Alan Istanbul is one of Istanbul's most carefully hidden galleries. This is strange, given that it is located quite close to one of Beyoğlu's most popular restaurants, Şimdi, at the heart of Asmalımescit. Yet, as a regular customer of that place, I hadn't recognized the door of the gallery before last week when I went there to visit "New Photography II," Alan Istanbul's latest exhibition.
On the second floor of that old Beyoğlu building a door opens to an art space that made me realize the increasing number of "apartment galleries" in the city: Beyoğlu's Versus Art Project, which last year hosted an exhibition on the young generation of Turkish photographers, as well as the Ariel Art Gallery in Nişantaşı where I visited "Almanac," a comprehensive show by young Turkish contemporary artists. Indeed, this seems to be the best thing those increasingly more numerous apartment galleries have been achieving in Istanbul: hosting works by collectives with a thread that connects artists around a shared theme.
New Photography is the theme of Alan Istanbul's new exhibition, curator Seda Yıldız describes the exhibition's goal as that of pursuing "basic questions such as 'What is photography?' 'What are its limits, if any?' 'How artists deal/communicate with today's world via photography?' 'What are the possible new ways of story telling and how can photographers play with the medium while drawing on other mediums as well?"
If testing the limits of the medium is the principal aim here, Freya Copeland's "No Backbitter Bent," was the boldest work to achieve it. Copeland's work, a response to a sexual assault, explore the memories of that attack and features numerous detailed accounts of it by lawyers, police officers and detectives. Using photography techniques from the 1920s, the artist deals with her fears and traumas in a fantastically original way.
"As one of many affected by sexual assault,
I have developed the totally irrational fear of the 'bad man' who at any moment might pose a threat," Copeland explains. "The photographic images are taken at the location of the attack in question and are symbolic reminders or triggers of what is for many women, a common experience, yet these symbols remain easily recognizable and open to interpretation only supplying small glimpse-like clues that the viewer must explore in order to reveal the narrative." In her work Copeland uses hand retouched 35mm negatives, using evidence photography to explore both private and public histories, investigating the intersection points of memories and reality.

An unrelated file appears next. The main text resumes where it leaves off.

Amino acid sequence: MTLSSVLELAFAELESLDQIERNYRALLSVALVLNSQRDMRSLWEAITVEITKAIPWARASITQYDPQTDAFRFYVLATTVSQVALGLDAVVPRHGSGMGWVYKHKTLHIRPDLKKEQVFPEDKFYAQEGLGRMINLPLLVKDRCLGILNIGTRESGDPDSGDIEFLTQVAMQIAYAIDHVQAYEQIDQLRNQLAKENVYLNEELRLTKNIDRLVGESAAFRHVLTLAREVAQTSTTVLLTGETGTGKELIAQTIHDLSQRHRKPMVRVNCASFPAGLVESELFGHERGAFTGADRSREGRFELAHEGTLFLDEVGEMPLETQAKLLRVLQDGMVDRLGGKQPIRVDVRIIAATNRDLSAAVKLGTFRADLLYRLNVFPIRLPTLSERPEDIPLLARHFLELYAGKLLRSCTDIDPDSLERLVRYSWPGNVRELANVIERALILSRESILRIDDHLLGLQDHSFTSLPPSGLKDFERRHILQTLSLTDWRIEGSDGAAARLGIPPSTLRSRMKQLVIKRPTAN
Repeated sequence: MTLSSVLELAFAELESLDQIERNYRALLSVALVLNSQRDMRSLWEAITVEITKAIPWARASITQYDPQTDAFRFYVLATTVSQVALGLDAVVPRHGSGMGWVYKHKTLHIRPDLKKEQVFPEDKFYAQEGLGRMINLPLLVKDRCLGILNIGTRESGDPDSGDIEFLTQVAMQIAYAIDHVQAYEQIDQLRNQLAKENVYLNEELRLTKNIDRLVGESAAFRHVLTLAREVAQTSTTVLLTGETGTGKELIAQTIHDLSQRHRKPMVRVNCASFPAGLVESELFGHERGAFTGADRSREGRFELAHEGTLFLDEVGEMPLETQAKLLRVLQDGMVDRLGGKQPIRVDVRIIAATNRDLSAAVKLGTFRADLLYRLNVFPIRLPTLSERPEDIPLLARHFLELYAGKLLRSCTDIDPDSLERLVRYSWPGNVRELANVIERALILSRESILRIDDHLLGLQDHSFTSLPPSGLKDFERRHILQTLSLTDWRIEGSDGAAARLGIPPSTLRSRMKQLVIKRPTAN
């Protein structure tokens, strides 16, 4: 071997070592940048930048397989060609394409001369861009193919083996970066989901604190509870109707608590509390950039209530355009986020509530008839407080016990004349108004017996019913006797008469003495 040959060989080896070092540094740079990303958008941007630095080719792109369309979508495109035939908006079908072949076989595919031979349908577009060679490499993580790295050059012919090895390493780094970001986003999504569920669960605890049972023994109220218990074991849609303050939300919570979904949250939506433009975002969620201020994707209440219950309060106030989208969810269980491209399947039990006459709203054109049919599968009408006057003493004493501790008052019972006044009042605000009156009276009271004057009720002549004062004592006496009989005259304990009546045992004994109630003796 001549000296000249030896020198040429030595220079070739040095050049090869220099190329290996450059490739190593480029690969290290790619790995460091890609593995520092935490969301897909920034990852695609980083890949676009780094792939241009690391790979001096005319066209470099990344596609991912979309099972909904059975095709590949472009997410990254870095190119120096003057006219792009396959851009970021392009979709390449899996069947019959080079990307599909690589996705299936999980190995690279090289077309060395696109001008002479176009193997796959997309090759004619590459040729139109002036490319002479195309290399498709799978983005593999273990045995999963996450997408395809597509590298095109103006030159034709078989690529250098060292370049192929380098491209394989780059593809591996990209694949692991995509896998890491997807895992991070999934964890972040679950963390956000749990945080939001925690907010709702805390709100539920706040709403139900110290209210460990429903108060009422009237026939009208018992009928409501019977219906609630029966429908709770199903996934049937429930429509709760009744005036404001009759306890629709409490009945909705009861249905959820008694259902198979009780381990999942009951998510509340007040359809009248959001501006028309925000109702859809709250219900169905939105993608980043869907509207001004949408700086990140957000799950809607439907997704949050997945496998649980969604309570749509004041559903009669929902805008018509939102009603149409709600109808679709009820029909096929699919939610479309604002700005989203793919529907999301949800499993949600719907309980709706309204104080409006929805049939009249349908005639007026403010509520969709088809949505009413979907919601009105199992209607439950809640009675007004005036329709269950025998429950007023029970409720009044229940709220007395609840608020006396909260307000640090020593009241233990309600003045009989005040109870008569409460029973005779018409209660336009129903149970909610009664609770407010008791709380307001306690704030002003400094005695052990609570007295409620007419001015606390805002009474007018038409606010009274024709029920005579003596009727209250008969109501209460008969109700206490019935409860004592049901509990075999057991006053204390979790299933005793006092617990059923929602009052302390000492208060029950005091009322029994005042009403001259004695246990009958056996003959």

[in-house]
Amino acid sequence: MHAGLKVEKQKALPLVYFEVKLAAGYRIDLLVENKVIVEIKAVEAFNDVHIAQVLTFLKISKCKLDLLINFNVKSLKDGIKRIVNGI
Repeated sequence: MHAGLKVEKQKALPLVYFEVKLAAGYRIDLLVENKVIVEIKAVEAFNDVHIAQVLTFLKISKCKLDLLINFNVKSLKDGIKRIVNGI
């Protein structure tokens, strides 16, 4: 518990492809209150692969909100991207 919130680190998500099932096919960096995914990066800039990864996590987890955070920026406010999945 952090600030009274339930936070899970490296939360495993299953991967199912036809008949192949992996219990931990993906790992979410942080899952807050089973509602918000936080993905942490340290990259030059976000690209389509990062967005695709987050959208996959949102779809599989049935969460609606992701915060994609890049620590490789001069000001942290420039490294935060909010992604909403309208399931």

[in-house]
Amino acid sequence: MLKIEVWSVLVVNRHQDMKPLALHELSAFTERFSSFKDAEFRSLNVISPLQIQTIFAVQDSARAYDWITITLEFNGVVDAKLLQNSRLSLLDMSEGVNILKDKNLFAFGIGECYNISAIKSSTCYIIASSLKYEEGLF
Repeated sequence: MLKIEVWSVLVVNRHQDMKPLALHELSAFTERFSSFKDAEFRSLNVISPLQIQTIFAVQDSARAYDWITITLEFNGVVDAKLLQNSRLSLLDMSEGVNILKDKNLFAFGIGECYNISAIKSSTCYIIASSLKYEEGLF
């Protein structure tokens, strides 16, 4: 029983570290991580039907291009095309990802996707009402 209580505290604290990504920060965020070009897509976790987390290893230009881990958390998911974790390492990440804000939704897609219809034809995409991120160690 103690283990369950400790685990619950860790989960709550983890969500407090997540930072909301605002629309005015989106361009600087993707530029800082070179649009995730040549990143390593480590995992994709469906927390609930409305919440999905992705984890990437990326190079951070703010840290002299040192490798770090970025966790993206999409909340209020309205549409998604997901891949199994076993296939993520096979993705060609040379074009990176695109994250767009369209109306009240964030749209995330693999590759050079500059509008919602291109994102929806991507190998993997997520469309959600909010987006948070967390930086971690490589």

New York-based visual artist Rehan Miskci, meanwhile, focuses on the notion of displacement and focuses, again, on the experiences of a real person. She uses the archive of Maryam Şahinyan, an Armenian studio photographer who worked in Istanbul for around half a century. "In my work I select images from the archive and remove the figures in them," Miskci explains. "All that remains is the setting that the people were photographed in. Şahinyan's studio, as a physical entity, functioning as an ambiguous area between public and private, becoming a hidden stage where anyone might perform their identity for the camera."
"Traces," by the Polish photographer Weronika Gesicka, is another highlight. While Miskci deals with displacement, Gesicka focuses on the theme of "traces" whose examples are "photographs which document the existence of people, situations, moments." In one image, three men, whose heads are mysteriously deleted from the work, carry three women on their shoulders. Another image shows a gentlemanly figure chatting with a lady who may as well be the sculpture of a lady.
Rafal Milach's "In the Car with R" is experimental in a different way. A highway encircles Island and to travel through it is known as "doing the Ring" among locals. "On the way you might learn something about yourself or your family, regardless of whether they live close to the highway or share the car with you," the artist explains. "A lot of journeys on the Ring Road have ended in divorce but as a result of others, babies have been born." Milach's work brings together images from these journeys in the manner of a documentary.
"While some of the photographers only work analogue and rely on the uniqueness of each film roll, for some, every photograph is only a raw material to play with endless possibilities in the digital age," Yıldız, the curator, explains. "For some others, found material is the way to go for new creations in different contexts, and photography can co-operate with other disciplines, while boundaries can become barely perceptible, leading to further discussions on the future of the medium. Despite their difference in style and method, all these artists are aware of the time we live in, and their work is quite time-specific, responding to today's subject matter."